Shomporko Online News Desk: Several European countries have made COVID-19 vaccines mandatory for healthcare workers, and as the country progressively reopens, there are mounting calls in Canada to do the same.
Following a surge in cases caused by the fast-spreading Delta variety, France, Greece, and Hungary made COVID-19 immunizations mandatory for healthcare workers earlier this month.
They joined Italy, which, through a government emergency order, became the first European country to require immunizations for health professionals in April.
In Canada, while frontline workers were prioritized to get the vaccines in the rollout across different provinces, many doctors feel it should be a requirement to mitigate the risk of transmission in hospitals.
“It’s really not fair that people go to hospitals or clinics and seek access to health care and their healthcare workers may not be vaccinated,” said Dr. Naheed Dosani, a palliative care physician and health equity lead at Kensington Health in Toronto, Ont.
“That puts them in very precarious and unsafe positions”
Besides putting the patients’ lives in danger, being unvaccinated could also pose a threat to the healthcare workers themselves, Dr. Donald Vinh, an infectious disease specialist and a medical microbiologist at the McGill University Health Centre (MUC), said.
“It should be mandatory to be vaccinated if you are going to work with patients,” he added.
Since the start of the pandemic, more than 65,000 healthcare workers have been infected with COVID-19 in Canada, as of Jan. 15, according to a report by the Canadian Institute for Health Information (CIHI). Some 43 health workers have also died across the country, as of Feb. 19, data from the Canadian Federation of Nurses Union shows.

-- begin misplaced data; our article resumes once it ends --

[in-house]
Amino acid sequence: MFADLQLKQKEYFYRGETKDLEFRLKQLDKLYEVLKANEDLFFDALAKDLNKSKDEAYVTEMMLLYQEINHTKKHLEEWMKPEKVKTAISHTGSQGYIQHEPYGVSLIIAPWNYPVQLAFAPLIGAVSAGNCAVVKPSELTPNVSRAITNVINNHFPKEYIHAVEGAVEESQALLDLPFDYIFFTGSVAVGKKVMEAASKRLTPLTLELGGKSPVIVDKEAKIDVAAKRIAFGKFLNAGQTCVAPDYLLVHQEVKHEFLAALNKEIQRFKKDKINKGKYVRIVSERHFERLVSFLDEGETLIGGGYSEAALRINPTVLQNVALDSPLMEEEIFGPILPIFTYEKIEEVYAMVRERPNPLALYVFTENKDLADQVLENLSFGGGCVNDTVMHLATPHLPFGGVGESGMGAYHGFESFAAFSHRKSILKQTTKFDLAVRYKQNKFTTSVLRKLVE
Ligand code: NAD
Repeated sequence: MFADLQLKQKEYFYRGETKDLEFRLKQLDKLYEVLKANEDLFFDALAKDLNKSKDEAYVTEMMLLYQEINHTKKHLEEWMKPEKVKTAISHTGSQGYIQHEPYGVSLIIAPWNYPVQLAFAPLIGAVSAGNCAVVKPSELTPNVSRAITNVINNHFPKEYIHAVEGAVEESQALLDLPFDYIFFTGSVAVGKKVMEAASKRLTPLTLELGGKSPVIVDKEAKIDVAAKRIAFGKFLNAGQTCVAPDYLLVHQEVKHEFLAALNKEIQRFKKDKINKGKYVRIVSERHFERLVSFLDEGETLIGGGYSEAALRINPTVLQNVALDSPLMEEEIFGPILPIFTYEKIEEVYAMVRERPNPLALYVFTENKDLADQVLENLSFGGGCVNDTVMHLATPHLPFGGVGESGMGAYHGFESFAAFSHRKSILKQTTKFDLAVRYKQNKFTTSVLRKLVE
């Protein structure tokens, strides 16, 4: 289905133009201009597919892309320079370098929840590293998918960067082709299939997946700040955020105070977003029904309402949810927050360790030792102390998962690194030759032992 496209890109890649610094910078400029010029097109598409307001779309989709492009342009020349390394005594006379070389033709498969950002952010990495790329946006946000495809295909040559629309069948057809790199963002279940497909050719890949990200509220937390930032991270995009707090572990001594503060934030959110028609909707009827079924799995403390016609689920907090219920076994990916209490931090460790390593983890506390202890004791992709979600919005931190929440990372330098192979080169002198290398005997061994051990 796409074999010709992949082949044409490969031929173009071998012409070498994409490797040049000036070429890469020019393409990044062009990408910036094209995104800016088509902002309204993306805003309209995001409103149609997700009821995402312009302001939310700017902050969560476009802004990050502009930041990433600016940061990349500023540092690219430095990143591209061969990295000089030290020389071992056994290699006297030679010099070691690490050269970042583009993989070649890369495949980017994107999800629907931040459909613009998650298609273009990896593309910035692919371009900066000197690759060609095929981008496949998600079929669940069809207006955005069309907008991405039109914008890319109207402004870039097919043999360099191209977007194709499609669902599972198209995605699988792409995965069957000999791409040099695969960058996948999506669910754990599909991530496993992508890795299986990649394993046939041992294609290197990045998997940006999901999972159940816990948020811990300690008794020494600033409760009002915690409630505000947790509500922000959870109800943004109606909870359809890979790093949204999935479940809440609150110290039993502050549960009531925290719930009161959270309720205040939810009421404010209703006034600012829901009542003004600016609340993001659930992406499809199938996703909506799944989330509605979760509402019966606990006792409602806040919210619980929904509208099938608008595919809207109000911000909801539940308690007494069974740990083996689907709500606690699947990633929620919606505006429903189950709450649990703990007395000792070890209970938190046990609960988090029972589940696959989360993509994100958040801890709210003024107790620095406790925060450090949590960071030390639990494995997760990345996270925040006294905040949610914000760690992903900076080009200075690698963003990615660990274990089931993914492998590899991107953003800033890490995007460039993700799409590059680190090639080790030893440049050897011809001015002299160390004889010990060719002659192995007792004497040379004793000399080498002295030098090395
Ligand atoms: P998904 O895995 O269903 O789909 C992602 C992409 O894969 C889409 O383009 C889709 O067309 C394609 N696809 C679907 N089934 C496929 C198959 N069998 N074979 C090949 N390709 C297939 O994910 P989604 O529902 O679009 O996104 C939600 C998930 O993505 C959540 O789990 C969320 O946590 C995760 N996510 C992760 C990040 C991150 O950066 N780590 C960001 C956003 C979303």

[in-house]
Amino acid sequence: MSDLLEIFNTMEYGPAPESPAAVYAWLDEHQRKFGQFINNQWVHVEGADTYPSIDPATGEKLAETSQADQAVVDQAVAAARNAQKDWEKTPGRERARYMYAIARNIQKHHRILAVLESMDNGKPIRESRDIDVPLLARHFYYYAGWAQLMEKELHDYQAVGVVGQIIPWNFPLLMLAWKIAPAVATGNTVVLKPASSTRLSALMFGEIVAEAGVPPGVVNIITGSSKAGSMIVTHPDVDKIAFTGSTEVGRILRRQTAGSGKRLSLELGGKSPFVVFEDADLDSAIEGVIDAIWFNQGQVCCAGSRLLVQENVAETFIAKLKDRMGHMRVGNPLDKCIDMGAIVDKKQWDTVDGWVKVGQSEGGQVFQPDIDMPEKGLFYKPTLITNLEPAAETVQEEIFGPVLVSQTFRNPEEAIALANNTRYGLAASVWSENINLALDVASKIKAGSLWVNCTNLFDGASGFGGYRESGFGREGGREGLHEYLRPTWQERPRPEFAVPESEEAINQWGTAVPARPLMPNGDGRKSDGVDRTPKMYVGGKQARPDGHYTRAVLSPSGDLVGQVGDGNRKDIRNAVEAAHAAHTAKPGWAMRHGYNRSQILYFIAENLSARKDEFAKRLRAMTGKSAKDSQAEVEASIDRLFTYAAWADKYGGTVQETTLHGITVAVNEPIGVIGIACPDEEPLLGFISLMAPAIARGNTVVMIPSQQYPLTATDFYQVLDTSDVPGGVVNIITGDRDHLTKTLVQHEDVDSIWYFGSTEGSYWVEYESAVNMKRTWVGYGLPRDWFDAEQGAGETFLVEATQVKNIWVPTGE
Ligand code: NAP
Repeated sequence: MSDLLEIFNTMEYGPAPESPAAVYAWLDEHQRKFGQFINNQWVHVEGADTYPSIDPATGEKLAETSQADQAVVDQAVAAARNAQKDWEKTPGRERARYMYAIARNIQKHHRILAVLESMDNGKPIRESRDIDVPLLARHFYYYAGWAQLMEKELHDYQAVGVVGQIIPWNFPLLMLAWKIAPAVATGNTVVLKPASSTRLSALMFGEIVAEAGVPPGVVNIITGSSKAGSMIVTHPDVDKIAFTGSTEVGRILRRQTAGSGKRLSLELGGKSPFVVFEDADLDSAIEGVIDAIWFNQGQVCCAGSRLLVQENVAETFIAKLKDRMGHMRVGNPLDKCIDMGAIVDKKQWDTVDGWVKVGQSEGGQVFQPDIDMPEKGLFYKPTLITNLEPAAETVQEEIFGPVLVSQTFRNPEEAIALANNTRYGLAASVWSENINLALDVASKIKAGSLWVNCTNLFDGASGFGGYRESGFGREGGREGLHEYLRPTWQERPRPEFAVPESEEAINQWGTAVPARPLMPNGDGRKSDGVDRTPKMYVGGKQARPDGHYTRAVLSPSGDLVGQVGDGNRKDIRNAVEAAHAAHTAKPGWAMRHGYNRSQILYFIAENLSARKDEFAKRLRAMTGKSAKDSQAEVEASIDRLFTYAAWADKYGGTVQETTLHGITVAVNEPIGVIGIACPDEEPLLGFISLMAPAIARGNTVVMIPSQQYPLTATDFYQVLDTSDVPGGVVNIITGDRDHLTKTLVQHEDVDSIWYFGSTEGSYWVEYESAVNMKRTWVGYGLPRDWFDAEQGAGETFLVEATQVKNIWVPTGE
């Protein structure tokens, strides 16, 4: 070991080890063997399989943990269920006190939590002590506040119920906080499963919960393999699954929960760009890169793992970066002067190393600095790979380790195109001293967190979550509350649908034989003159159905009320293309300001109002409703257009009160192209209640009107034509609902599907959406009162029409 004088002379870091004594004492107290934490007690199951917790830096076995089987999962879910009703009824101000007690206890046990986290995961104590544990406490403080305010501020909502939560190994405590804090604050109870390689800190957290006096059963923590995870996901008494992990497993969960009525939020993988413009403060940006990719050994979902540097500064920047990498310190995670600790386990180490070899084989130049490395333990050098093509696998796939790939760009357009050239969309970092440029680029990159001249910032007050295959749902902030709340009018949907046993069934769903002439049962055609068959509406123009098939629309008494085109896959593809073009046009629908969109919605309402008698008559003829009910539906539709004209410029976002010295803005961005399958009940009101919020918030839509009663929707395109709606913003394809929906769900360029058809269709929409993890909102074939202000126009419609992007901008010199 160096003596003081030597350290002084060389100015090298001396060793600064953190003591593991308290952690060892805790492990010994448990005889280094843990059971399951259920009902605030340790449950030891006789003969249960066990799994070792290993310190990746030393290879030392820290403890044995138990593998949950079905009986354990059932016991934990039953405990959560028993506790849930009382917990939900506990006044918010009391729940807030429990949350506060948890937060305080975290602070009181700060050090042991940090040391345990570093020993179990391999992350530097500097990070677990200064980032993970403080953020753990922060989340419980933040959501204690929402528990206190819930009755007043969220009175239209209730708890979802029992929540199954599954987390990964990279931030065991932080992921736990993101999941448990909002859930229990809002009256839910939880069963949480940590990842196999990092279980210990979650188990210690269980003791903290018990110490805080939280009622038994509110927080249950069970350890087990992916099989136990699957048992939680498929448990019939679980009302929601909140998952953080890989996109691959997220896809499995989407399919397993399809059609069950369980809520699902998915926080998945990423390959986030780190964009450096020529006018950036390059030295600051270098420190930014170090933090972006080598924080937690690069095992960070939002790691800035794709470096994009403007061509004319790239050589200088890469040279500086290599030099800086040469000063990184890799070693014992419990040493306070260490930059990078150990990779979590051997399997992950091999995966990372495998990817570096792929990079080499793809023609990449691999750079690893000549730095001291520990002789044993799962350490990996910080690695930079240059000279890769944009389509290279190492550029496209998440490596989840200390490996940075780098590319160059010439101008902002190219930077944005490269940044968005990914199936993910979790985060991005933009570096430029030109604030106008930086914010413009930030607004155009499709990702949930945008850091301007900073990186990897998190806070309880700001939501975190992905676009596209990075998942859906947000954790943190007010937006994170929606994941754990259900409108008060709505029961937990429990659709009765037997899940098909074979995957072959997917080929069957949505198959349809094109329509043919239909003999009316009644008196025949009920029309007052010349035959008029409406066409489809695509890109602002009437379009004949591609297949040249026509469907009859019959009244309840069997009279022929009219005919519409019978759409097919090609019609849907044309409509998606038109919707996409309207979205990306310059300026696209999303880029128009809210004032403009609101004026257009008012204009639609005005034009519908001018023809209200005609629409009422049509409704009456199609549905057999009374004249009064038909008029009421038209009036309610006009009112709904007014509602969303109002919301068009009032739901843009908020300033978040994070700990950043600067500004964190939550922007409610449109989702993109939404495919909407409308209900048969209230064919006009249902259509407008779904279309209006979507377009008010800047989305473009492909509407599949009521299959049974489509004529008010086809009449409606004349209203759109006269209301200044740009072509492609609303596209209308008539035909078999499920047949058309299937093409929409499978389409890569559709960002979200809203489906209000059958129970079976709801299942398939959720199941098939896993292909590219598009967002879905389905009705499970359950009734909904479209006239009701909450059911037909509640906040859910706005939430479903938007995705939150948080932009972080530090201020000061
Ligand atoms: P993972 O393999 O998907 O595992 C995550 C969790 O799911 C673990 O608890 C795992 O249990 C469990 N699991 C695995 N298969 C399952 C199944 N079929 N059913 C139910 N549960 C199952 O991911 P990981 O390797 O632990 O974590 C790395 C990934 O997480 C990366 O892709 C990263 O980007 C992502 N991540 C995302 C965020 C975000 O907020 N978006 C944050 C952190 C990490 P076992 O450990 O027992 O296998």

Dr. Isaac Bogoch, an infectious diseases physician at the Toronto General Hospital, said that anyone who comes into contact with patients — not just doctors and nurses — should be vaccinated.
This includes a long list featuring physiotherapists, occupational therapists, dieticians, speech language pathologists, and personal support workers, he said.
“If you are going to be patient, you can’t put people who you’re trying to protect, especially the most vulnerable populations, at risk,” he told Global News.
Dosani said that a number of barriers were holding back healthcare workers from getting vaccinated.
Vaccine access, paid sick days for adverse effects, and disinformation were only a few of them. As a result, he said, institutional support was required to boost vaccine uptake.
“I believe we need to focus on one-on-one teaching and counseling, as well as providing paid time off for vaccine side effects,” he said.
“Vaccines must be brought to people’s workplaces.”
Source_ The Star